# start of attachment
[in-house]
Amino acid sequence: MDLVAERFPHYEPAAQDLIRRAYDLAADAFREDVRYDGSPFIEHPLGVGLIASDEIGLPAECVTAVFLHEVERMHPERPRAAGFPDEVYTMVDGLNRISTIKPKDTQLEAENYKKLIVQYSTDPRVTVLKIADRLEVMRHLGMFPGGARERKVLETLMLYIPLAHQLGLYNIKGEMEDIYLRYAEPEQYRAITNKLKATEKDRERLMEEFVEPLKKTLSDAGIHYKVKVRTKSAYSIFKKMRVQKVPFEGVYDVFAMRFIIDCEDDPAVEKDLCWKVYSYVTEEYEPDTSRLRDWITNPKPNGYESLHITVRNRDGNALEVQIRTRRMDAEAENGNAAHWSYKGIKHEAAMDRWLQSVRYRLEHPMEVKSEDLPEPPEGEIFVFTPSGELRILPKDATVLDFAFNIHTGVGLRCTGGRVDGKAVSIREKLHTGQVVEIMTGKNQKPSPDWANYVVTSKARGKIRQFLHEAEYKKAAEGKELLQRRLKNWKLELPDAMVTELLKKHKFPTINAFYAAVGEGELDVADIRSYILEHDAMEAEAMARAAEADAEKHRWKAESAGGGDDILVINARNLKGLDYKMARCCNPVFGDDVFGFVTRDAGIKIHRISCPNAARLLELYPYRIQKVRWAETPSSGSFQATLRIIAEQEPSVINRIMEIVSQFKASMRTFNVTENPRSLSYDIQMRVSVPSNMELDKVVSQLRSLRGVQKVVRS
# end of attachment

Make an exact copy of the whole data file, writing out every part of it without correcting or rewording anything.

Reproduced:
[in-house]
Amino acid sequence: MDLVAERFPHYEPAAQDLIRRAYDLAADAFREDVRYDGSPFIEHPLGVGLIASDEIGLPAECVTAVFLHEVERMHPERPRAAGFPDEVYTMVDGLNRISTIKPKDTQLEAENYKKLIVQYSTDPRVTVLKIADRLEVMRHLGMFPGGARERKVLETLMLYIPLAHQLGLYNIKGEMEDIYLRYAEPEQYRAITNKLKATEKDRERLMEEFVEPLKKTLSDAGIHYKVKVRTKSAYSIFKKMRVQKVPFEGVYDVFAMRFIIDCEDDPAVEKDLCWKVYSYVTEEYEPDTSRLRDWITNPKPNGYESLHITVRNRDGNALEVQIRTRRMDAEAENGNAAHWSYKGIKHEAAMDRWLQSVRYRLEHPMEVKSEDLPEPPEGEIFVFTPSGELRILPKDATVLDFAFNIHTGVGLRCTGGRVDGKAVSIREKLHTGQVVEIMTGKNQKPSPDWANYVVTSKARGKIRQFLHEAEYKKAAEGKELLQRRLKNWKLELPDAMVTELLKKHKFPTINAFYAAVGEGELDVADIRSYILEHDAMEAEAMARAAEADAEKHRWKAESAGGGDDILVINARNLKGLDYKMARCCNPVFGDDVFGFVTRDAGIKIHRISCPNAARLLELYPYRIQKVRWAETPSSGSFQATLRIIAEQEPSVINRIMEIVSQFKASMRTFNVTENPRSLSYDIQMRVSVPSNMELDKVVSQLRSLRGVQKVVRS